uNHIdden launches White Paper on the Impact of Exceptional Experiences and disclosure on mental health and wellbeing

On [18th] April, uNHIdden published its White Paper on ‘The Impact of Exceptional Experiences and disclosure on mental health and wellbeing.’ At its heart is the simple proposition that the UK Government should publicly acknowledge that UAP sightings and other forms of Exceptional Experiences are real, and that the people who are affected need better care and support.

The White Paper also makes the case for Government providing credible information to the public on the UAP topic, and the importance of developing a single, joined-up plan for UAP disclosure in a way that builds trust.

The uNHIdden White Paper makes five recommendations, largely to the UK Government, as follows:

uNHIdden’s five recommendations

  1. The UK Government should publicly acknowledge that UAP sightings and other forms ofExceptional Experiences are real, and that the people who have experienced them may needcare and support.
  2. The NHS and professional bodies should develop guidance for health and social care professionals, to make it easier for them to consult patients presenting with Exceptional Experiences in a non-judgmental and evidence-based manner.
  3. The UK Government should provide credible information on the UAP topic to the public, and the media needs to play its part by reporting newsworthy stories about UAPs fairly and properly.
  4. The UK Government should commission multidisciplinary research that considers both the medical and psychological aspects of how the general population might react to UAP disclosure, and identifies the most vulnerable individuals, groups, and communities, and what sort of help and support might be beneficial.
  5. The UK Government should develop a plan for UAP disclosure that brings together multiple branches of government and community groups as a single, open, shared endeavour, putting people and their wellbeing first. This needs to be done in a way that builds trust.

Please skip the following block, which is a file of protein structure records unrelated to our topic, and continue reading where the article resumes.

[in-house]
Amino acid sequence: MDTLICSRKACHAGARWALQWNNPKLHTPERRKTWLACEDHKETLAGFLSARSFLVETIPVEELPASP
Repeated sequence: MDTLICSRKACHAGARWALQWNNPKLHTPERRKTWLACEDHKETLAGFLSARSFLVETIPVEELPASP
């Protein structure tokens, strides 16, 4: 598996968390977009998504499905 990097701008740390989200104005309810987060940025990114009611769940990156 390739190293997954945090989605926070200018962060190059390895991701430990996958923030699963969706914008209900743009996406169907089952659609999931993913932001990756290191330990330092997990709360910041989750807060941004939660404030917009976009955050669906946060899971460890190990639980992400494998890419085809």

uNHIdden Chairman, John Priestland said:

“We have come a huge way in terms of mental health in the UK in recent years. People’s ‘lived experience’ is now respected and believed in a way it was not twenty years ago. Except, that is, for people who report seeing exceptional things that they cannot explain, where the stigma and sometimes the ridicule remains.”

Member of the uNHIdden Medical Advisory Board and clinical psychologist, Dr Daniel Stubbings, said:

“A change of policy and a recognition of the reality of UAPs would provide legitimacy to people trying to seek help, and make it far easier for the medical profession to provide care and treatment.  It would also help move the conversation forward if the UK Government recognised the possibility that not all Exceptional Experiences can be explained by prosaic psychological and/or environmental factors; this is part of moving toward a more non-judgmental approach.”

uNHIdden Ambassador, Rear Admiral (U.S. Navy Retired) and Oceanographer, Tim Gallaudet said:

“The U.S. Congress has acknowledged the new reality of UAPs, so we need to address the mental health challenges of witnesses which are fuelled by the decades-long misplaced stigma tied to them. uNHIdden’s compassionate approach to people who have had Exceptional Experiences is aligned with my own values around ethic of service. I wholeheartedly support what they are doing.”